3 Surprising Reasons To Put A Straw In Your Water Bottle

I struggle with hydration.

Although I love the refreshing, restorative effect only water can have on the body, I struggle to drink enough of it each day. And it’s not like I’m drinking other things—I’m not a fan of soda, juice or sports drinks—it’s just that I forget to drink water.

I used to bring my stainless steel water bottle to work with me every day. It would sit right in front of my face, just inches from my typing fingertips. Despite the convenience, I often forgot about it altogether. Or I forgot to fill it up. Or I managed to empty it once, but then never filled it up again the rest of the day.

Related Reading: How Many Glasses Of Water Should We Drink A Day?

Could the bottle itself have something to do with my hydration issues? The bottle was opaque with a screw top and a wide mouth.

When I really thought hard about it, there was some deep-down laziness at play. Unscrewing, taking a gulp and re-screwing the cap was a little bit more “work” than I wanted to do, especially on days when I had lot on my plate.

Then I was given a new water bottle as a gift from my team at work. It was translucent and had a built-in reusable straw. After using this new water bottle for just a couple weeks, I realized I was draining it multiple times a day. It seemed like the simple addition of a straw was making me drink more water. But that couldn’t be true…could it?

I was surprised to learn that there’s actually some anecdotal research to suggest that both the straw and the transparency of the water bottle were subconsciously turning me into a more well-hydrated person.

We Take Larger Sips Through A Straw

Drinking through a straw is more efficient than picking up and tilting back a glass or open-mouth water bottle. While drinking through a straw, a vacuum is created, meaning we’re ingesting only liquid, not liquid + oxygen like when taking a normal sip. This means more liquid in each sip and fewer sips until the bottle’s empty.

Viewing The Water Level Makes Us Drink More

Humans are competitive. We like racing: against others and ourselves. There are some who suggest that seeing how much water is left in the bottle encourages us to finish it. This is why there are lots of people who draw “time lines” on their water bottles, allowing them to see where the water level should be by each end of the day.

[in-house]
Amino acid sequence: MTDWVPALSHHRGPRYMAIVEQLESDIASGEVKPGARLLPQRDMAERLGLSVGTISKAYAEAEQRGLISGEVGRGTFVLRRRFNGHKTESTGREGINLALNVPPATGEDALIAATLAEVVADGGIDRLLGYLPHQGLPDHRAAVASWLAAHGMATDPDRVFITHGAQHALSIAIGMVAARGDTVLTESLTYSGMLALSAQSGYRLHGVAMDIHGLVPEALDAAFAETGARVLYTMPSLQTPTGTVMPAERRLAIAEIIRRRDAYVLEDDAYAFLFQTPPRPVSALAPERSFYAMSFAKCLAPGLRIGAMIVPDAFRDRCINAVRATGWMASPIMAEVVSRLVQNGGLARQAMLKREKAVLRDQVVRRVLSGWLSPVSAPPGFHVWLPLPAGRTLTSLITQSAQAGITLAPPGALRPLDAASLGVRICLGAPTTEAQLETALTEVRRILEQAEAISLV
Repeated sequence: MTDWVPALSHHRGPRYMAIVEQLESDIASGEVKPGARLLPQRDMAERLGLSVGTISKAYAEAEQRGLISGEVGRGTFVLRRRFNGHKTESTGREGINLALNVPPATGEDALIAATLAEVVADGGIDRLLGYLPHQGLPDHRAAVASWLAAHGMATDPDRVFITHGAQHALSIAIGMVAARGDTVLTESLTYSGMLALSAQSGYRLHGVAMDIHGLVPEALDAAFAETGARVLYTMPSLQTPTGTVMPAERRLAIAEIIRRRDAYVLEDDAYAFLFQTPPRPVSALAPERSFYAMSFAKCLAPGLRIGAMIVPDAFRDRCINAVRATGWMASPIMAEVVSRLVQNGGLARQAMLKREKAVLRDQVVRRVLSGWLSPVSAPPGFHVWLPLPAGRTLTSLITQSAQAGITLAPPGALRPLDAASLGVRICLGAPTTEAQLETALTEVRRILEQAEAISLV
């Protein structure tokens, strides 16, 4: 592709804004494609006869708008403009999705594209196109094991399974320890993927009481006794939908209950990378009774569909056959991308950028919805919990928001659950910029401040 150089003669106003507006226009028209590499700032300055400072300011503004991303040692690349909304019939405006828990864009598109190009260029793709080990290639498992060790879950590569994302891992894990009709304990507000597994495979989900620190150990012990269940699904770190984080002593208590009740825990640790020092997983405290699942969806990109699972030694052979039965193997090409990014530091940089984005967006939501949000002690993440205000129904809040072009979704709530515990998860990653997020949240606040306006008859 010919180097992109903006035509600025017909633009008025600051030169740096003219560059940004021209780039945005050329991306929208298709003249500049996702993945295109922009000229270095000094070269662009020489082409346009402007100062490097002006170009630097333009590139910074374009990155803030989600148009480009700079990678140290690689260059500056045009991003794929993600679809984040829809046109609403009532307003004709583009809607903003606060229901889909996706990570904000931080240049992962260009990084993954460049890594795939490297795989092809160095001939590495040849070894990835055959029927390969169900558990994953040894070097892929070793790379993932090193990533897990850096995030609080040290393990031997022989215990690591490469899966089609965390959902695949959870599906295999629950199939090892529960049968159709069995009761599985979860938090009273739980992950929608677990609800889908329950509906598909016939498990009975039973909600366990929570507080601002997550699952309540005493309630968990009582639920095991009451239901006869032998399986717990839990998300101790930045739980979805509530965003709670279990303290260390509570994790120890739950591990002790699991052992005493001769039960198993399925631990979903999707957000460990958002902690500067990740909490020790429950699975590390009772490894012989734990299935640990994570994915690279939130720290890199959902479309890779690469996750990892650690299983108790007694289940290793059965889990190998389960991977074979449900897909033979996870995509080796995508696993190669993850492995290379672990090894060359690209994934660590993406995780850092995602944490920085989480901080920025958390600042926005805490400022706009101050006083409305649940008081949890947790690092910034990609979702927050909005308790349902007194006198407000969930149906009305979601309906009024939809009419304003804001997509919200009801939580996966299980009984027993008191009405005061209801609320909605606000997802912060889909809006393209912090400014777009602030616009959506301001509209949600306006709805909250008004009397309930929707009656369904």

I found this to be true with my new water bottle. When I glance at it now, I can see how much is left to be consumed. If it’s completely full, I think “Oh man, I need to drink some water!” If it’s nearly empty, I think “Oh man, time to fill up the water bottle!”

Related Reading: 7 Hydrating Foods More Exciting Than Drinking Water

The Act Of “Sucking” Calms Us Down

OK this one might sound a little weighted, but stay with me. “A straw creates a sucking action – the oldest way to calm and de-stress the body and brain!” explains Sensory Intelligence. We all know that babies use a sucking motion to breastfeed and many suck their thumb or a pacifier as a form of self-soothing. It’s not that big of a stretch to think that using a straw might have a calming effect on the brain, creating a positive association between feeling good and taking a sip!

Does your water bottle have a straw mechanism? Do you feel like it helps you drink more water, more often? Tell us about it in the comments!

Image Credit: Thinkstock


Frances G
Carla G2 months ago

thank you for sharing

Paula A
Past Member 3 months ago

Thank you

Anna R
Anna R5 months ago

thanks for sharing

Philip H
Philip H1 years ago

Yes, and your laziness ends up in the ocean killing wildlife. Plus the sucking action on the straw creates more facial wrinkles and intestinal gas (the oxygen reason above is not accurate). If your health matters, you'll drink water, period. Nix the wasteful straw.

John B
John B2 years ago

Thanks for sharing the suggestion.

Melania Padilla
Melania P2 years ago

Yet another thing to add to a dying planet, more pollution! If you will use a straw use a reusable one!

Marie W.
Marie W2 years ago

Thought get more air through straw?

Siyus Copetallus
Siyus Copetallus2 years ago

Thank you for sharing.

Fred L.
Fred L2 years ago

What Katherine K. said. Is Beth Buczynski so out of touch with her body that she forgets to drink water, or needs special motivation to do? Absolutely pathetic.

Katherine K.
Katherine K2 years ago

This article is probably the most outrageous example of laziness I have ever seen. You don't drink because unscrewing a cap is too much for you... dear me. Personally, I drink from clear glass -- no plastics to buy (and possibly get sick from), no straws to ineffectively wash, (and harbor bacteria). ... and the glass looks very pretty on my desk. When I view it's cool water I am enticed to take a sip, and therefore never get dehydrated. Sometimes the simplest solution is the best.